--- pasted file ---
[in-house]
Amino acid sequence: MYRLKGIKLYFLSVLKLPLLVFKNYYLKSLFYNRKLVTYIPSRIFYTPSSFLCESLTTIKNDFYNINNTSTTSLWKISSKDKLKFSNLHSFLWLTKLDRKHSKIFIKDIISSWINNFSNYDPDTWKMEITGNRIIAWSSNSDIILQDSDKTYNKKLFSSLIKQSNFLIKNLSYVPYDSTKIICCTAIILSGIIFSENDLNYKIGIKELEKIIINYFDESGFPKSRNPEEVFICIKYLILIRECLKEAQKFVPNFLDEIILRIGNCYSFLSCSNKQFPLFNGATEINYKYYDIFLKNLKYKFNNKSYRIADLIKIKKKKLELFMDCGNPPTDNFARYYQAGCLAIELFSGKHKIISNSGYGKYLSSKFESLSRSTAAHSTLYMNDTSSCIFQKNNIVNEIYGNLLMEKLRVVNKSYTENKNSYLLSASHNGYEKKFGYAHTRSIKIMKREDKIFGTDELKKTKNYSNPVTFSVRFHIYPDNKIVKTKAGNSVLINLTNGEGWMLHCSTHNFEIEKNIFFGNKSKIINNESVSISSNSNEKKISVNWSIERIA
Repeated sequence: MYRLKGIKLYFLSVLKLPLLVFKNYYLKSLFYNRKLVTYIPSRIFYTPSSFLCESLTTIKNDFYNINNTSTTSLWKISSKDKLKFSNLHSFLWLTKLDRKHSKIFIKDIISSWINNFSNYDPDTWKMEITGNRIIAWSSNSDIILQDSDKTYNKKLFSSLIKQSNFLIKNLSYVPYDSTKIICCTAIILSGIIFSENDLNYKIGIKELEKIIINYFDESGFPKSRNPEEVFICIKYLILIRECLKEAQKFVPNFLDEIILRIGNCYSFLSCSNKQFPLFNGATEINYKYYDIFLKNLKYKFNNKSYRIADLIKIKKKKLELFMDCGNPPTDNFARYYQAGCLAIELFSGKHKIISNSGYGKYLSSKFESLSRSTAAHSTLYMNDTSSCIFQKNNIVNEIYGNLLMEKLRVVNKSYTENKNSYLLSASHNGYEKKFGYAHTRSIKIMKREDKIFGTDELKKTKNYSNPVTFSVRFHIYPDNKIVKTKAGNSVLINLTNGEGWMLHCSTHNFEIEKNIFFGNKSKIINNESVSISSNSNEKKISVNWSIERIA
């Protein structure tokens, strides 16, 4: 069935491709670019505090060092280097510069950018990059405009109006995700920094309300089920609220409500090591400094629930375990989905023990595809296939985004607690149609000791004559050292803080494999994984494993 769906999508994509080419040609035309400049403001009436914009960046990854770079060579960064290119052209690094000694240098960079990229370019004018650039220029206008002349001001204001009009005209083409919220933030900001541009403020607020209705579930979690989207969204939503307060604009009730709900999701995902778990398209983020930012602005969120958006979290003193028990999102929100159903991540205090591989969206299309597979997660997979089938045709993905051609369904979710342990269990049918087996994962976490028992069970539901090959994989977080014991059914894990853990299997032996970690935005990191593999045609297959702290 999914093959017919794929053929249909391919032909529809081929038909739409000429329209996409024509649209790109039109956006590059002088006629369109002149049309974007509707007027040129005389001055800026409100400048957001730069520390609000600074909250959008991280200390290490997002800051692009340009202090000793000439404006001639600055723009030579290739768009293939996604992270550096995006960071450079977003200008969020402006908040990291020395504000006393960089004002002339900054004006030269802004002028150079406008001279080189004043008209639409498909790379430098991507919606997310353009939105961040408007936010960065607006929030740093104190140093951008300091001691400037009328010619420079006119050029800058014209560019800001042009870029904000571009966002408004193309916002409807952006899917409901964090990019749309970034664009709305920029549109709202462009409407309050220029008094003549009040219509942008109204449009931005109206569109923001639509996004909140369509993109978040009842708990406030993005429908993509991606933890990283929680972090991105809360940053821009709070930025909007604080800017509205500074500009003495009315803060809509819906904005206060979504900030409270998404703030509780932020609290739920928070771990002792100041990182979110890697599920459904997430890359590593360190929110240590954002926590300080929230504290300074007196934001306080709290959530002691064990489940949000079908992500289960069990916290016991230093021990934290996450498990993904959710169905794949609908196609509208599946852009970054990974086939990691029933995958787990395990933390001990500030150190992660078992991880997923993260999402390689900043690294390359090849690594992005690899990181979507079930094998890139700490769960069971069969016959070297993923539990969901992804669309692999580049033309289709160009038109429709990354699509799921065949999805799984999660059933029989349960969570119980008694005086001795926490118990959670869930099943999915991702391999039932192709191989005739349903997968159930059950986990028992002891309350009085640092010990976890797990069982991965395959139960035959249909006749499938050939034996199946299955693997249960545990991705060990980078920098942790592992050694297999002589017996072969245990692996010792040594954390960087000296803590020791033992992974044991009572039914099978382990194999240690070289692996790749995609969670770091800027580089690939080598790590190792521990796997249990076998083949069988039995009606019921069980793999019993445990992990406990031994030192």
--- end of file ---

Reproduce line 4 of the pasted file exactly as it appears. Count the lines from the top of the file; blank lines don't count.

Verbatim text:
């Protein structure tokens, strides 16, 4: 069935491709670019505090060092280097510069950018990059405009109006995700920094309300089920609220409500090591400094629930375990989905023990595809296939985004607690149609000791004559050292803080494999994984494993 769906999508994509080419040609035309400049403001009436914009960046990854770079060579960064290119052209690094000694240098960079990229370019004018650039220029206008002349001001204001009009005209083409919220933030900001541009403020607020209705579930979690989207969204939503307060604009009730709900999701995902778990398209983020930012602005969120958006979290003193028990999102929100159903991540205090591989969206299309597979997660997979089938045709993905051609369904979710342990269990049918087996994962976490028992069970539901090959994989977080014991059914894990853990299997032996970690935005990191593999045609297959702290 999914093959017919794929053929249909391919032909529809081929038909739409000429329209996409024509649209790109039109956006590059002088006629369109002149049309974007509707007027040129005389001055800026409100400048957001730069520390609000600074909250959008991280200390290490997002800051692009340009202090000793000439404006001639600055723009030579290739768009293939996604992270550096995006960071450079977003200008969020402006908040990291020395504000006393960089004002002339900054004006030269802004002028150079406008001279080189004043008209639409498909790379430098991507919606997310353009939105961040408007936010960065607006929030740093104190140093951008300091001691400037009328010619420079006119050029800058014209560019800001042009870029904000571009966002408004193309916002409807952006899917409901964090990019749309970034664009709305920029549109709202462009409407309050220029008094003549009040219509942008109204449009931005109206569109923001639509996004909140369509993109978040009842708990406030993005429908993509991606933890990283929680972090991105809360940053821009709070930025909007604080800017509205500074500009003495009315803060809509819906904005206060979504900030409270998404703030509780932020609290739920928070771990002792100041990182979110890697599920459904997430890359590593360190929110240590954002926590300080929230504290300074007196934001306080709290959530002691064990489940949000079908992500289960069990916290016991230093021990934290996450498990993904959710169905794949609908196609509208599946852009970054990974086939990691029933995958787990395990933390001990500030150190992660078992991880997923993260999402390689900043690294390359090849690594992005690899990181979507079930094998890139700490769960069971069969016959070297993923539990969901992804669309692999580049033309289709160009038109429709990354699509799921065949999805799984999660059933029989349960969570119980008694005086001795926490118990959670869930099943999915991702391999039932192709191989005739349903997968159930059950986990028992002891309350009085640092010990976890797990069982991965395959139960035959249909006749499938050939034996199946299955693997249960545990991705060990980078920098942790592992050694297999002589017996072969245990692996010792040594954390960087000296803590020791033992992974044991009572039914099978382990194999240690070289692996790749995609969670770091800027580089690939080598790590190792521990796997249990076998083949069988039995009606019921069980793999019993445990992990406990031994030192």